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GM1
05-23-2006, 07:39 AM
1. Decide which model you are going to build and if it has options, like multiple heads or gear ratios, decide which you want and need. In my case, I run the YS 91 so select a 7.91 gear ratio, and I use the MA Tempest FAI rotorhead because it is SO adjustable and has good characteristics in hover. I selected the MA Stratus FAI as it is light, durable, flies well, and I'm a sponsored MA pilot <G>.
2. Build the model. Make it straight and make it to fly, not crash. I Loctite all bearings to the shafts and blocks. It's a pain in the tail to take apart BUT I never have a bearing spinning in the blocks and making radio noise and the model lasts nearly forever with just routine maintenance. Take your time and align and balance EVERYTHING. If the fan is not on the motor with runout less than .001 inch , it will never be smooth in a hover. If the motor and clutch are not aligned with each other and the main gearing, the model will never be smooth. Take your time and get it RIGHT. A screw up here means the model will never be as good as it can be.
3. Install the radio and here's where the fun begins.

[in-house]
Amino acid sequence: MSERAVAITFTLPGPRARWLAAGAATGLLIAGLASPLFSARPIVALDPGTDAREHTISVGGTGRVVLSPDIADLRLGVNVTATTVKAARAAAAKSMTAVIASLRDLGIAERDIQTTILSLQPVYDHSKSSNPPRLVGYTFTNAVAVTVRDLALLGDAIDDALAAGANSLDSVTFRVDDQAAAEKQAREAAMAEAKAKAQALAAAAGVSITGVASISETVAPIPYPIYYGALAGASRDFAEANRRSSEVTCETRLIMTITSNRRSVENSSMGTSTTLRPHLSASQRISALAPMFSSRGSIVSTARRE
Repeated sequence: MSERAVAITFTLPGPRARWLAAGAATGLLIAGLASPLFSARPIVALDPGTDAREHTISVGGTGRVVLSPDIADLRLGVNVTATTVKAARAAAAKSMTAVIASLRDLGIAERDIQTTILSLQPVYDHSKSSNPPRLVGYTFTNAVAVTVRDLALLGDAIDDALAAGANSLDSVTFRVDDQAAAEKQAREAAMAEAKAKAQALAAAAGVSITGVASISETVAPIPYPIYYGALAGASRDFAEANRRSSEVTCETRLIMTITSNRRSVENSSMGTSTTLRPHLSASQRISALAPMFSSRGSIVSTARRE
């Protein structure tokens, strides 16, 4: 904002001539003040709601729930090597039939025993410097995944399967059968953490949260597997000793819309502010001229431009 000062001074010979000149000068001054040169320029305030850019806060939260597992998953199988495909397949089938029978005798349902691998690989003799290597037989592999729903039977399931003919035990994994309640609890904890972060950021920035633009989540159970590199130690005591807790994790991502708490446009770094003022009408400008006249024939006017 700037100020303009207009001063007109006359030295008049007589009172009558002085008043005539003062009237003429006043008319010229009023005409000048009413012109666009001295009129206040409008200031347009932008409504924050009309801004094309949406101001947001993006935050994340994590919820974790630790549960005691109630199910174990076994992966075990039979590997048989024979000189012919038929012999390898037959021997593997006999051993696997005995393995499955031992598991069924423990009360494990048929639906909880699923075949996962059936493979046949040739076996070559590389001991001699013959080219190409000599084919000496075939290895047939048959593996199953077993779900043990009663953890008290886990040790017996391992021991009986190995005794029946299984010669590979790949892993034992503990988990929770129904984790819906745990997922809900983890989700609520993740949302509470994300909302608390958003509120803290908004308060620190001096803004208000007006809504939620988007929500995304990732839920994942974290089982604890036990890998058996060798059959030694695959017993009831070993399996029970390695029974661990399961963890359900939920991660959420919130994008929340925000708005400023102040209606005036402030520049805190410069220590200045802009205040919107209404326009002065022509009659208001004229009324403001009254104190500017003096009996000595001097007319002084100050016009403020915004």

Set the radio for midstick everything. As you install linkages make sure all servo arms are at 90 degrees to the rods. Put all sliding things in the middle of their travel and adjust linkages until it is mechanically perfect, all bellcranks level, all mixers level, etc.
I'll add some more here as I get time.
Gordie

Gary O
05-23-2006, 09:21 AM
Great stuff Gordie, at least I know I'm on the right track from what you've just posted.

GM1
05-23-2006, 10:05 AM
Okay, we have the model built, everything is balanced and aligned, radio is installed and, at midstick, everything is in the center of the travel, mixers are all level and all linkages are at 90 degrees to the servo arms and bellcranks. Decide what the maximum pitch ranges you will ever need are. For the 2004 schedules I used -8 to +12 so I'll use that here. The process is the same no matter what pitch range you are using. -10 to +10 is the same, middle is zero. Calculate the center of the pitch range you are using: ie. -8 to +12 is 20 degrees so cut that in half, 10 degrees so add 10 to -8 and you get +2 so my center pitch should be +2 degrees so I have 10 above and 10 below. Adjust the pitch arms to give yourself +2 degrees at the blades, servos still at 90 degrees, mixers still level, still at midstick.